“Right now, we’re helping to connect the dots between pockets of demand to supply and are in close contact with our cruise line partners to identify their needs. We’re also helping to respond to a number of questions travelers have about evolving safety protocols on the ships and how the general guest  experience will evolve in the future.”

“Phenomenal” demand for world cruises in 2022/2023, past cruisers to drive initial recovery

As for how he sees cruise recovery taking shape and if there will be a move towards shorter cruises and smaller ships, Eichhorst commented, “Originally, it looked like smaller ships and shorter itineraries were the path to a restart, however with the rollout of vaccines and a longer than anticipated No Sail Order, premium and luxury looks like it will recover faster.

Strong demand for Oceania Cruises (Image credit: Oceania Cruises)

“The industry is also seeing phenomenal demand for world cruises in 2022 and 2023. For example, Oceania Cruises recently announced that their 180-day world cruise for 2023 sold out in a single day and we’ve seen a spike in demand for world cruises on our platform too.

“Anecdotally, we’re also hearing that cruises will start off shorter as the industry restarts, four to five days, to private islands where the cruise lines can control the entire environment and ensure safety and hygiene. Then, as consumers get more comfortable with the experience, and the cruise lines refine their protocols, the number of days is expected to increase.

“I believe past cruisers will drive the initial recovery, and it will be largely country-based cruises and domestic demand that will power the restart. We’re already seeing it in certain markets – Italians cruising in Italy, Germans cruising the Mosel river, and it looks like Singapore, Australia and New Zealand will follow a similar trend. We’re also likely to see the concept of ‘ship bubbles’ for shore tours in the early days to ensure that cruise lines can manage the health and safety element very carefully.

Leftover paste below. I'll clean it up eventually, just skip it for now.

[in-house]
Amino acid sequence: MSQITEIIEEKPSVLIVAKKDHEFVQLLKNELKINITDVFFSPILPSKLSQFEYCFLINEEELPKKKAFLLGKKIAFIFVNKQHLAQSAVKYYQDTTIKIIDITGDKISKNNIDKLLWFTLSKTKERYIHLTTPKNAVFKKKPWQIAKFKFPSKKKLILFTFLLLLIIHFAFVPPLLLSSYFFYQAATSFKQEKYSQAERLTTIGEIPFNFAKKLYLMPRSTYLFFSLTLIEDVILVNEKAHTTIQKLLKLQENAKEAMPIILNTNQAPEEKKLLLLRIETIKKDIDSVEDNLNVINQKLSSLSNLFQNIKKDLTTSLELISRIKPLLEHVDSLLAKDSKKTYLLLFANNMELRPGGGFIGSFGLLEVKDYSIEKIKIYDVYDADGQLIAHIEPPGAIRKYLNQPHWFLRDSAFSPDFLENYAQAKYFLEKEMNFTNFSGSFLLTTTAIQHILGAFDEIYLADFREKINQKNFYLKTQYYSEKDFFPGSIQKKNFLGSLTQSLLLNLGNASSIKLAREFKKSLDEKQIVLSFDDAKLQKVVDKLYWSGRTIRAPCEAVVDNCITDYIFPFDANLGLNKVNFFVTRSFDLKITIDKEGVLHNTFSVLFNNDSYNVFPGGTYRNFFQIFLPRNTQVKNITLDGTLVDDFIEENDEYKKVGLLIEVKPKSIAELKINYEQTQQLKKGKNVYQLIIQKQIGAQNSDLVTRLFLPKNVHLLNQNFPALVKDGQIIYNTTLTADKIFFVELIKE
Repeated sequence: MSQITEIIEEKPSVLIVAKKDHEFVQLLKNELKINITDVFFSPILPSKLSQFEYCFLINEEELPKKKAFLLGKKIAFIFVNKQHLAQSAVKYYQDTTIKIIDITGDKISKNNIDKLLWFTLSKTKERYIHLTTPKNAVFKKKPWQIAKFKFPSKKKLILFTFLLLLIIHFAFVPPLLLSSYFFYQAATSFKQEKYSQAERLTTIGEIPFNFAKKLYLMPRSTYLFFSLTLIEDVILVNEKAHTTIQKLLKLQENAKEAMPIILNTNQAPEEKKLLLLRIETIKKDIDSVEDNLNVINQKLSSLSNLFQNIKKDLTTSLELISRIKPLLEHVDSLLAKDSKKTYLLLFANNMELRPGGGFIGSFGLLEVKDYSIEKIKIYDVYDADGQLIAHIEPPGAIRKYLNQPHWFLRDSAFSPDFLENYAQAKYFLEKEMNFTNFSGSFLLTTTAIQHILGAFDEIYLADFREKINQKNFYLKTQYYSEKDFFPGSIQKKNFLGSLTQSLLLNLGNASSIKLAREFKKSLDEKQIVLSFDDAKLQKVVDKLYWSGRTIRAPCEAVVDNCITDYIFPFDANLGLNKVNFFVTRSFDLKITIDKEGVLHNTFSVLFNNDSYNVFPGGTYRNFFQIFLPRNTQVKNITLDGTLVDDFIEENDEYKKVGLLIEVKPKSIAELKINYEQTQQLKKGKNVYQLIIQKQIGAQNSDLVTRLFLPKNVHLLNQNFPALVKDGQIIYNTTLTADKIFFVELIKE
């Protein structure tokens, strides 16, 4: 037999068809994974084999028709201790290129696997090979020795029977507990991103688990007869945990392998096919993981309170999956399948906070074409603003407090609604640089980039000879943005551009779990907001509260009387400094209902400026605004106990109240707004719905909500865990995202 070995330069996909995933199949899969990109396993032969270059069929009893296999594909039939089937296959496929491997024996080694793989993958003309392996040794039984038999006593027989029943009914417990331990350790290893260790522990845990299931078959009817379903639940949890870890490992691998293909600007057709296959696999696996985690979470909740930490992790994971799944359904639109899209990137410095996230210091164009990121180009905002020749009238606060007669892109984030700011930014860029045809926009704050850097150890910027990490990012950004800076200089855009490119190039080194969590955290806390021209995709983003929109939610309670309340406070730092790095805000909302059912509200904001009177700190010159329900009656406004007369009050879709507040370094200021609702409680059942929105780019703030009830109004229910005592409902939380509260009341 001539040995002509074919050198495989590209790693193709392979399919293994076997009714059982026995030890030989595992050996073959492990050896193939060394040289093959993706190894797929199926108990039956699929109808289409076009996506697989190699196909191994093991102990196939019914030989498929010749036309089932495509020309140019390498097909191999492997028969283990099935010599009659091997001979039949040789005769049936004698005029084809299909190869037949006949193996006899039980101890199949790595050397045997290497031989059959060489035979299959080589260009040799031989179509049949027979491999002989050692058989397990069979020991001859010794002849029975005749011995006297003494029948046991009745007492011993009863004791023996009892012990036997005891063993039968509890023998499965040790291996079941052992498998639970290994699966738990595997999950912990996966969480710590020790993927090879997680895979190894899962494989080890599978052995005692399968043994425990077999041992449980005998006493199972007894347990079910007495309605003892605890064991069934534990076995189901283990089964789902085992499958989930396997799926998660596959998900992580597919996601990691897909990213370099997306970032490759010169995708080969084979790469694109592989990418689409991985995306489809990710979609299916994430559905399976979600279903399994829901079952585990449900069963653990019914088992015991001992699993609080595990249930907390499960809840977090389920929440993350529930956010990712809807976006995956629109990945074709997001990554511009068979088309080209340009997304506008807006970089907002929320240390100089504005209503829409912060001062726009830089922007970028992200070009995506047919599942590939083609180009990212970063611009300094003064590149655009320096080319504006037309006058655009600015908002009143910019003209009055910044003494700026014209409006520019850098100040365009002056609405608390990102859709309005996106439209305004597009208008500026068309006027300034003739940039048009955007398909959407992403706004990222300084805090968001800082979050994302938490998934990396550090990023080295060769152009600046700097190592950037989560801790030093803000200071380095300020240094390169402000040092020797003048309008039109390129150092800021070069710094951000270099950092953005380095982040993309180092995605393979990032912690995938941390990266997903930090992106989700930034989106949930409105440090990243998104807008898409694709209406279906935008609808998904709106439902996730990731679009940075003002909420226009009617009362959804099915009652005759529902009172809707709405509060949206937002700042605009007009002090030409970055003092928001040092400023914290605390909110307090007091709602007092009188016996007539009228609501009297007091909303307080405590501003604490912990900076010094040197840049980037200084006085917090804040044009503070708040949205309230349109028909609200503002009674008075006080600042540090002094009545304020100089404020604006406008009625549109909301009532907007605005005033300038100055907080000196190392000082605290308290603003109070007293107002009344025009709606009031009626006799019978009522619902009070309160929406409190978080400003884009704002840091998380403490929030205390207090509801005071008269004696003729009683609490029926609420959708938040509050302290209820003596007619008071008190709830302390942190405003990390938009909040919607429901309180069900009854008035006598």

“Beyond the initial restart, I think there’s a strong possibility for the industry to harness new demand by targeting first-time cruisers. More people than ever are desperate to take a vacation and many of them are interested in cruising as the safety protocols will often be better than a land vacation, at least in the short to medium term. It’s also easier to manage testing than in other parts of the industry – there’s only one door in and out of the ship to field passengers through, so I think that will be powerful in building confidence to cruise again.”

Asked why Expedia Cruises has not been active in Asia, considered a promising market by major cruise lines, he said, “A large part of it is that there’s still a lot of untapped opportunity in North America for the cruise industry. In addition, the distribution model in Asia is quite different and so would require a slightly different strategy and approach. For example, in Asia, retailers buy large blocks of cabins in advance and then reselling, and different regulations in certain markets and so on, so it hasn’t really been a focus area for us thus far, but it’s certainly interesting to look at the similarities and differences in strategies across different regions.”

As for how it balances Expedia’s sustainability goals with those of the cruise industry given that the perception is that the cruise industry is one of the worse polluters, he said, “There is a huge amount of work the industry is doing at the moment to address this, from exhaust scrubbers and banning plastic bottles on-board, to advancements in hulls to reduce friction in the water and recycling at sea.

“The industry’s main body, CLIA (Cruise Lines International Association) released some great information about it. In addition to this industry-wide effort, all major cruise lines have individual sustainability goals and there are advancements in areas such as LNG (liquefied natural gas) ships that use a liquid form of natural gas as fuel to power ships, replacing heavy fuel oil. With all this in the works, I believe that this industry has the potential to become a leader versus a follower in sustainability efforts.”

• Featured image credit: LisaStrachan/Getty Images